Concepts of the Self
Concepts of the Self, 4th Edition
This new, updated edition provides a lively, lucid and compelling introduction to contemporary controversies over the self and self-identity in the social sciences and humanities. In an accessible and concise format, the book ranges from classical intellectual traditions of symbolic interactionism, psychoanalysis and Foucauldian theory, through feminism and postfeminism, to postmodernism and the mobilities paradigm.

With characteristic verve and clarity, Anthony Elliott explores the relationship between power, identity and personhood, connecting varied theoretical debates directly to matters of contemporary relevance and urgency, such as identity politics, the sociology of personal relationships and intimacy, and the politics of sexuality. This edition also includes a new chapter on the digital revolution, which situates the self and work/life transformations within the context of AI, Industry 4.0, advanced robotics and accelerating automation.   
 
Offering thoughtful entry points to a rich and complex literature, along with robust critical responses to each theory, <i>Concepts of the Self</i> will continue to be an invaluable text for students of social and political theory, sociology, social psychology, cultural studies, and gender studies.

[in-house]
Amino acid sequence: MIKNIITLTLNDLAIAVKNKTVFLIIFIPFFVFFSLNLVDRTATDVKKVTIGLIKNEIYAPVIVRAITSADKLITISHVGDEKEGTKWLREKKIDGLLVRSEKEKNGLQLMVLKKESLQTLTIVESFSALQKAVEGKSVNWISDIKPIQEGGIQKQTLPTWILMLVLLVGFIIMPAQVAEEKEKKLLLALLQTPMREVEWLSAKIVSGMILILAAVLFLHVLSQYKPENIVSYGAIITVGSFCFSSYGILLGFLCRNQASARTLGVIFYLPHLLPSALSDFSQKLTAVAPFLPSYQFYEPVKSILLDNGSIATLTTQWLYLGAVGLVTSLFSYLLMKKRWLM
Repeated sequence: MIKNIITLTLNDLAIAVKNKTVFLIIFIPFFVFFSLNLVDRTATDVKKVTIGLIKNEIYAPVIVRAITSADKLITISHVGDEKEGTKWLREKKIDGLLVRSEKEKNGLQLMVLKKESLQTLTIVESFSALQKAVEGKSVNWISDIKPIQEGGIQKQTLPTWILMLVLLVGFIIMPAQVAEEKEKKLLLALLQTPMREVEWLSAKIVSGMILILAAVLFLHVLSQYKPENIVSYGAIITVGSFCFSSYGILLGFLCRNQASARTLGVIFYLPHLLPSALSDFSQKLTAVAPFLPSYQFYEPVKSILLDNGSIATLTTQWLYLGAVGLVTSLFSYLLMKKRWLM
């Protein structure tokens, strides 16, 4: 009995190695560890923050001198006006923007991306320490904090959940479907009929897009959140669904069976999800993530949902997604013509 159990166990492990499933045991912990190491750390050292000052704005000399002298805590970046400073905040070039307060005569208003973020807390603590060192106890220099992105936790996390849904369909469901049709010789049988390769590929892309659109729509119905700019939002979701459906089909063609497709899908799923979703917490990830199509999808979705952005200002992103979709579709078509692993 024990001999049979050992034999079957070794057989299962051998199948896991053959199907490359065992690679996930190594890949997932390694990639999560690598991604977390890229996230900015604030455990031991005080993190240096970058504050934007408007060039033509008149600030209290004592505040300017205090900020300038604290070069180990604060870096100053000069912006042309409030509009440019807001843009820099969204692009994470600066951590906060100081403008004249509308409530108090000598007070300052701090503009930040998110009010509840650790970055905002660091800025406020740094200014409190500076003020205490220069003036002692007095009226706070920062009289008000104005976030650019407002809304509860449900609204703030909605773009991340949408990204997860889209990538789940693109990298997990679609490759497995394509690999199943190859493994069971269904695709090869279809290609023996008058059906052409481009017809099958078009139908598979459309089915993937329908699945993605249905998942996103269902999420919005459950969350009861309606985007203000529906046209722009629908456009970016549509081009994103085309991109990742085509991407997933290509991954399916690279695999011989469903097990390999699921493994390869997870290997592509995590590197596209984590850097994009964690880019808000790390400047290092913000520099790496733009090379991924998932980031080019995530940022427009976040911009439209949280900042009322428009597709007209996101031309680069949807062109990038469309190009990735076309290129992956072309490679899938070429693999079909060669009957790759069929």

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  • July 2020
  • 248 pages
  • 138 x 216 mm / 5 x 9 in
Available Formats
  • Hardback $69.95
  • 9781509538799
  • Paperback $24.95
  • 9781509538805
  • Open eBook $19.99
  • 9781509538812
Table of Contents
Introduction   
1    Self, Society and Everyday Life 
2    The Repression of Self    
3    Technologies of the Self  
4    Self, Sexuality and Gender
5    The Postmodern Self  
6    The Algorithmic Self
7    The Individualized Self: From Reinvention to Mobile Lives  
Conclusion
About the Author
Anthony Elliott is Executive Director of the Jean Monnet Centre of Excellence at the University of South Australia, where he is Research Professor of Sociology and Dean of External Engagement. He is a Fellow of the Academy of Social Sciences in Australia. His recent books include ReinventionIdentity Troubles and The Culture of AI.
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